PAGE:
In Nature Communications this week, a Pennsylvania State University-led team reports a genomic analysis of prehistoric humans from New Mexico, revealing how power within their ancient society was passed down through the maternal line. The investigators collected and studies DNA samples from nine Chacoans — members of a complex society in the southwestern US — who were buried sequentially over a period of about 300 years in what is believed to be a crypt reserved for high-status individuals. They found that the individuals had identical mitochondrial genomes, suggesting they all belonged to the same maternal lineage and that Chacoan leadership was passed down the female line until the society collapsed around 1130 CE.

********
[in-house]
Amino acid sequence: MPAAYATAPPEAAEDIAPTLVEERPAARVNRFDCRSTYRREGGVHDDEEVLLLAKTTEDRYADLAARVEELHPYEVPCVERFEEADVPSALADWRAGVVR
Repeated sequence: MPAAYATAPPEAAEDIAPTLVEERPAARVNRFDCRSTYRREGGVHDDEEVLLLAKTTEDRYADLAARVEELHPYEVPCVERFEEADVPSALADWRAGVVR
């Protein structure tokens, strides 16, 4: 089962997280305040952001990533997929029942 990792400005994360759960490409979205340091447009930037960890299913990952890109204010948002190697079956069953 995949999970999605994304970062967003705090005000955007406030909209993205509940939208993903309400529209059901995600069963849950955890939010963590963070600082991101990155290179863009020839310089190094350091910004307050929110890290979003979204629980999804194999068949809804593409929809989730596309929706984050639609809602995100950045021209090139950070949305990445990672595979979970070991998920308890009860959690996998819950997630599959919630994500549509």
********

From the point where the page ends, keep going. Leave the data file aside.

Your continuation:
And in Nature Methods, researchers from the University of California, Santa Cruz, describe a new method for mapping DNA methylation using high-throughput nanopore sequencing. The approach involves recognizing DNA modifications as changes in the ionic current signal of Oxford Nanopore Technologies' MinIon nanopore sequencer, and was used to map three cytosine variants and two adenine variants in Escherichia coli.
Also in Nature Methods, a team from the University of Toronto and Johns Hopkins University report on the use of MinIon nanopore sequencing to detect DNA cytosine methylation. By using synthetically methylated DNA, they were able to train a stochastic model to distinguish 5-methylcytosine from unmethylated cytosine in human DNA.
GenomeWeb has more on these studies here.